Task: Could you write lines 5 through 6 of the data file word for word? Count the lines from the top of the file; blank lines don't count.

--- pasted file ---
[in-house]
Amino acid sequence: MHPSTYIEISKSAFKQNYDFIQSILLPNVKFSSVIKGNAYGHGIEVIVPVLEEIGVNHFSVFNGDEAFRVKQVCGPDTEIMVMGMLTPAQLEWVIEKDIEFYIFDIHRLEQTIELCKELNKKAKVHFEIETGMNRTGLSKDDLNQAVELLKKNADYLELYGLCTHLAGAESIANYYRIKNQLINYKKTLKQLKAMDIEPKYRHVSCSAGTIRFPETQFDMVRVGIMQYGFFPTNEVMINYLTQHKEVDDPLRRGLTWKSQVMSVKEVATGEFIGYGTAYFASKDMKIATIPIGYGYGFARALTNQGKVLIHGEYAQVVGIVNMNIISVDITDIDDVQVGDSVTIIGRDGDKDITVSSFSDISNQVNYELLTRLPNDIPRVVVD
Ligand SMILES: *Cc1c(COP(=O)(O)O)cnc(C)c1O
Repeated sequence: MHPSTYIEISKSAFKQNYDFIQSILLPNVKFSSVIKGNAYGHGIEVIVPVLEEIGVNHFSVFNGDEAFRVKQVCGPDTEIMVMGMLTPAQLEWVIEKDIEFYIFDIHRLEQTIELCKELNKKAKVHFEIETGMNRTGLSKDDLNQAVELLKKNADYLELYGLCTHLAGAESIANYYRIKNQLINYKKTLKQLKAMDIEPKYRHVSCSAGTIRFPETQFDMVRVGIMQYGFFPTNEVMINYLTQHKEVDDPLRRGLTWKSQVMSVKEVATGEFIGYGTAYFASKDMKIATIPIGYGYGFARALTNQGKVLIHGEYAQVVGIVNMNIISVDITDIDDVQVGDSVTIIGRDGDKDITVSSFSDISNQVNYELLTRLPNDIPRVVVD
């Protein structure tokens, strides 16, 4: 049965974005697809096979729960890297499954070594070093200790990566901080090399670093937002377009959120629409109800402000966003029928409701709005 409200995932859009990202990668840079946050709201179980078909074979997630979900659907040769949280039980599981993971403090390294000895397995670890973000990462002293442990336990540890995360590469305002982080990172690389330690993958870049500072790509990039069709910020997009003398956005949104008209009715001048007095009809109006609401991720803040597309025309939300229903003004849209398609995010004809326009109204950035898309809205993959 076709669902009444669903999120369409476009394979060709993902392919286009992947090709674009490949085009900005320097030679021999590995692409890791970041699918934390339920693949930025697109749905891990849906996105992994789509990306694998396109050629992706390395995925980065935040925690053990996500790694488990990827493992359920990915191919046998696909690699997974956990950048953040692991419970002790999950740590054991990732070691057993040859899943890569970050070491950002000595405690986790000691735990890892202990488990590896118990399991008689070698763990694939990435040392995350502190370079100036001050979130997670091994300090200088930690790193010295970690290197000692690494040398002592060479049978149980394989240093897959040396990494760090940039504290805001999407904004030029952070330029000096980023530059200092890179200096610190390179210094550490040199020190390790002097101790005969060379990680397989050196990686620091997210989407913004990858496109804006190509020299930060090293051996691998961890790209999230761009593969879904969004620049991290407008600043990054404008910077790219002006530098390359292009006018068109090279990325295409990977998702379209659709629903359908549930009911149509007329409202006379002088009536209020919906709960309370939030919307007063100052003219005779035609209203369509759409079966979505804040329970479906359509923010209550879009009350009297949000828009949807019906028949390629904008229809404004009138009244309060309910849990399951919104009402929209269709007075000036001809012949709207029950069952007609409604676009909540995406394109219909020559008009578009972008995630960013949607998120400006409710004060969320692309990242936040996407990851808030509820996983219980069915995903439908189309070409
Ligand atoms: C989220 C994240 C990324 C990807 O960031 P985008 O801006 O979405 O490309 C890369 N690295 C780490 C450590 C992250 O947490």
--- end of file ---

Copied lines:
């Protein structure tokens, strides 16, 4: 049965974005697809096979729960890297499954070594070093200790990566901080090399670093937002377009959120629409109800402000966003029928409701709005 409200995932859009990202990668840079946050709201179980078909074979997630979900659907040769949280039980599981993971403090390294000895397995670890973000990462002293442990336990540890995360590469305002982080990172690389330690993958870049500072790509990039069709910020997009003398956005949104008209009715001048007095009809109006609401991720803040597309025309939300229903003004849209398609995010004809326009109204950035898309809205993959 076709669902009444669903999120369409476009394979060709993902392919286009992947090709674009490949085009900005320097030679021999590995692409890791970041699918934390339920693949930025697109749905891990849906996105992994789509990306694998396109050629992706390395995925980065935040925690053990996500790694488990990827493992359920990915191919046998696909690699997974956990950048953040692991419970002790999950740590054991990732070691057993040859899943890569970050070491950002000595405690986790000691735990890892202990488990590896118990399991008689070698763990694939990435040392995350502190370079100036001050979130997670091994300090200088930690790193010295970690290197000692690494040398002592060479049978149980394989240093897959040396990494760090940039504290805001999407904004030029952070330029000096980023530059200092890179200096610190390179210094550490040199020190390790002097101790005969060379990680397989050196990686620091997210989407913004990858496109804006190509020299930060090293051996691998961890790209999230761009593969879904969004620049991290407008600043990054404008910077790219002006530098390359292009006018068109090279990325295409990977998702379209659709629903359908549930009911149509007329409202006379002088009536209020919906709960309370939030919307007063100052003219005779035609209203369509759409079966979505804040329970479906359509923010209550879009009350009297949000828009949807019906028949390629904008229809404004009138009244309060309910849990399951919104009402929209269709007075000036001809012949709207029950069952007609409604676009909540995406394109219909020559008009578009972008995630960013949607998120400006409710004060969320692309990242936040996407990851808030509820996983219980069915995903439908189309070409
Ligand atoms: C989220 C994240 C990324 C990807 O960031 P985008 O801006 O979405 O490309 C890369 N690295 C780490 C450590 C992250 O947490």